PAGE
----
Wednesday, 21 December 2016


Just in case you're wondering where all the blog posts have gone, I've been over on my Facebook page with photos and updates.

Take a look here to see what I've been up to!

Wednesday, 7 December 2016

Joan Eardley: A Sense of Place

There's a great article on the BBC website about the major new Joan Eardley show that's just opened at the Gallery of Modern Art in Edinburgh.

 The Wave, 1961 © Estate of Joan Eardley

I was at the private view of the show last Thursday (as well as the wonderful celebratory dinner), and it promises to be an important and memorable exhibition - although it was hard to see what was on the walls for the sheer number of folk there!  The show puts a lot of important new material such as letters, maps and preparatory sketches on display in order to contextualise and compliment the work. 

The rooms are arranged so that each takes a theme - Glasgow children, Catterline etc, which helps to focus and clarify the work.  You can visualise and understand exactly where Eardley stood in Catterline order to paint the works. 

Anything which sheds new light on an artists work and brings it to life is a worthwhile exhibition, and anything which helps to cement the reputation of Joan Eardley, one of Scotland's finest ever artists, is to be commended.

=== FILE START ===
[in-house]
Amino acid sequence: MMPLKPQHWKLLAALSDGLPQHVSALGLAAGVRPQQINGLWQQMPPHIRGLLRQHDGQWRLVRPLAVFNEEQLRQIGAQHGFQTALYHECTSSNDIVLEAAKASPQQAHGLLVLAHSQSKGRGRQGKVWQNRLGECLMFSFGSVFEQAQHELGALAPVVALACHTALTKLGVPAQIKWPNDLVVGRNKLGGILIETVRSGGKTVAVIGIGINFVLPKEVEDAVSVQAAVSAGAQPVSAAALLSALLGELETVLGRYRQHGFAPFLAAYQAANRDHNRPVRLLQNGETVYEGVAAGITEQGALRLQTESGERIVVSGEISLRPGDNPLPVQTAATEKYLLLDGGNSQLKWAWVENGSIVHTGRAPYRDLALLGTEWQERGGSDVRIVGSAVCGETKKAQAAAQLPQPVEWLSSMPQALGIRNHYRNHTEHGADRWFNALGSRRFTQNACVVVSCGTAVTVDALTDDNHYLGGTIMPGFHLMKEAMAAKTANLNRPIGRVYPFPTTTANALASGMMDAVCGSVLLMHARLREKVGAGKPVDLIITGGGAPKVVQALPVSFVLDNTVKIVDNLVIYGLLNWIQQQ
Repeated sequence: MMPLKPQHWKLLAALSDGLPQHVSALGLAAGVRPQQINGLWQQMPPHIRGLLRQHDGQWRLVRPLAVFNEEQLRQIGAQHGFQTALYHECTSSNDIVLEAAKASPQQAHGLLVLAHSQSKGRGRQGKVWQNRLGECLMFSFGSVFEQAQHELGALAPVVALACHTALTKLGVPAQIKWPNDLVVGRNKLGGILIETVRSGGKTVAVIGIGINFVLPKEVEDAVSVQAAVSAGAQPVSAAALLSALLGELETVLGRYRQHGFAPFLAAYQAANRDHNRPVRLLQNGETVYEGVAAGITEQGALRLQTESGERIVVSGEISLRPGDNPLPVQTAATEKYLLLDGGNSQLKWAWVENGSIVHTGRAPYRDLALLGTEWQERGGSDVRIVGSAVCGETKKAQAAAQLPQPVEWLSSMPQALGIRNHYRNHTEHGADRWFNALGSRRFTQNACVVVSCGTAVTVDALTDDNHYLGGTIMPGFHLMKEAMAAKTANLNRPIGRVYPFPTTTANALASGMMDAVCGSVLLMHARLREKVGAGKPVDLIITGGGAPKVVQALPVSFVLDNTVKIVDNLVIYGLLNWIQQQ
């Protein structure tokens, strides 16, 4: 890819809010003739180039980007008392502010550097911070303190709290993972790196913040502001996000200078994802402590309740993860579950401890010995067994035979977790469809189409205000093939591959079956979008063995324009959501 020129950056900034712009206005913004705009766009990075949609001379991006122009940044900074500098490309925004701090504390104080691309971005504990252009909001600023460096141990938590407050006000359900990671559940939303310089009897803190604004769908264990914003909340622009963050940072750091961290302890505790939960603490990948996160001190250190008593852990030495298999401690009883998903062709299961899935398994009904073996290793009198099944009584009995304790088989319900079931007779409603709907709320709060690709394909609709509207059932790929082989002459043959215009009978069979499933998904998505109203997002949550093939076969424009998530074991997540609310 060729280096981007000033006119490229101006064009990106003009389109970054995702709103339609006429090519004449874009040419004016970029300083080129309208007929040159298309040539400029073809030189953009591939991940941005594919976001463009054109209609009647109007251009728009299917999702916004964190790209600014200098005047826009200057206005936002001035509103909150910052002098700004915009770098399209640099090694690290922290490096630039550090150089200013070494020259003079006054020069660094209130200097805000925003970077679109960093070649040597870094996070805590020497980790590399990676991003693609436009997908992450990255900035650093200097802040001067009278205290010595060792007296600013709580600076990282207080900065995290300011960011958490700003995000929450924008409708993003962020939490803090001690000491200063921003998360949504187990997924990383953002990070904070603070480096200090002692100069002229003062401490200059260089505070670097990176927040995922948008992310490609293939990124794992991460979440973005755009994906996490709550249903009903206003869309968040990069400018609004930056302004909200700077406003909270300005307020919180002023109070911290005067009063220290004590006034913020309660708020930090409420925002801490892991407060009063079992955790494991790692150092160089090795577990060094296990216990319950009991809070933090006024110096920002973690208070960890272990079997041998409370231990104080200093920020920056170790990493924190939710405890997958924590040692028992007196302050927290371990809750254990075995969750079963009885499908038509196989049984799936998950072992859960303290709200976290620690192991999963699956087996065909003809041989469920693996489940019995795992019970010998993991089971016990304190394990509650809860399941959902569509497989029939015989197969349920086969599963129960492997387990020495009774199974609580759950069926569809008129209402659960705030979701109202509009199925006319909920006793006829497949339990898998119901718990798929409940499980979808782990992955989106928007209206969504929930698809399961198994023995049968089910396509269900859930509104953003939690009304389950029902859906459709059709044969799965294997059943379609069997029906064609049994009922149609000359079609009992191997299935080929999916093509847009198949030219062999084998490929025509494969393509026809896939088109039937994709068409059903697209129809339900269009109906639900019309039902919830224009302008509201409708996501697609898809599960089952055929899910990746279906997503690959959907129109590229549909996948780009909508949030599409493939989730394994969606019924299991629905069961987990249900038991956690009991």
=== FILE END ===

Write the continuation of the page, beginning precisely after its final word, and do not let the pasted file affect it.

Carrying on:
Tuesday, 15 November 2016

Paul Nash at the Tate

The wonderful Paul Nash exhibition at the Tate Britain in London is currently on at the moment, and is a great introduction to the work of this very English and rather mystical artist.

This is an exhibition which takes you through the lyrical, Georgic drawings of his early years (during which his home life involved his mother dying in a mental institution in 1910), and his repetative, comfort drawings of a family group of trees.  

Paul Nash fought in the First World War, later acting as a War Artist.  Here he is in uniform in 1918.

          Paul Nash by Bassano Ltd whole-plate glass negative, 29 April 1918 (c) National Portrait Gallery

However, whilst he was invalided out after a fall in the trenches, his entire battalion of the Artists Rifles were killed. Not surprisingly, this affected him very much mentally (causing a breakdown in 1921).  His huge, stunning canvas The Menin Road, is in the exhibition, and its stark, barren vision is immensely striking.

Paul Nash, The Menin Road (Oil on canvas, 1919)

After the war, in 1921, the year of his mental breakdown, he became fixated with the geometry of the landscape.  He painted nature by means of Cezanne's  cylinder, sphere and cone,the cube which he saw naturally appearing in the landscape in the form of giant anti-tank blocks of concrete or man-made groynes.  

Paul Nash, The Shore at Dymchurch (Oil on canvas, 1923)

His most famous work is perhaps a Second World War picture,  Totes Meer, an eerie painting which looks like an abstract  sea of metal waves in the landscape.